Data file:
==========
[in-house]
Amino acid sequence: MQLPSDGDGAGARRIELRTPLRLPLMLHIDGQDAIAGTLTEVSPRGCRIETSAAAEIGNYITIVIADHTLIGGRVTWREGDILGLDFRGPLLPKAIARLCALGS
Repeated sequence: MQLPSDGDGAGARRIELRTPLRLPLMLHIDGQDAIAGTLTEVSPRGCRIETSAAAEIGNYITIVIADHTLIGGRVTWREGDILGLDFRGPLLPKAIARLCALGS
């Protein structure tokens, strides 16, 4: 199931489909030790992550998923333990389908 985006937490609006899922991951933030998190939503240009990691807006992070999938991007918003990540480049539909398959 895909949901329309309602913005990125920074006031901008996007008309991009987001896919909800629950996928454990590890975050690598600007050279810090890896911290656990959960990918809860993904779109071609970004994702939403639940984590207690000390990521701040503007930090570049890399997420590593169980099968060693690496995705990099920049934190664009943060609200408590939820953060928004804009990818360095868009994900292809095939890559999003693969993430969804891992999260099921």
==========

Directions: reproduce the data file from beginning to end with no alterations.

[in-house]
Amino acid sequence: MQLPSDGDGAGARRIELRTPLRLPLMLHIDGQDAIAGTLTEVSPRGCRIETSAAAEIGNYITIVIADHTLIGGRVTWREGDILGLDFRGPLLPKAIARLCALGS
Repeated sequence: MQLPSDGDGAGARRIELRTPLRLPLMLHIDGQDAIAGTLTEVSPRGCRIETSAAAEIGNYITIVIADHTLIGGRVTWREGDILGLDFRGPLLPKAIARLCALGS
């Protein structure tokens, strides 16, 4: 199931489909030790992550998923333990389908 985006937490609006899922991951933030998190939503240009990691807006992070999938991007918003990540480049539909398959 895909949901329309309602913005990125920074006031901008996007008309991009987001896919909800629950996928454990590890975050690598600007050279810090890896911290656990959960990918809860993904779109071609970004994702939403639940984590207690000390990521701040503007930090570049890399997420590593169980099968060693690496995705990099920049934190664009943060609200408590939820953060928004804009990818360095868009994900292809095939890559999003693969993430969804891992999260099921």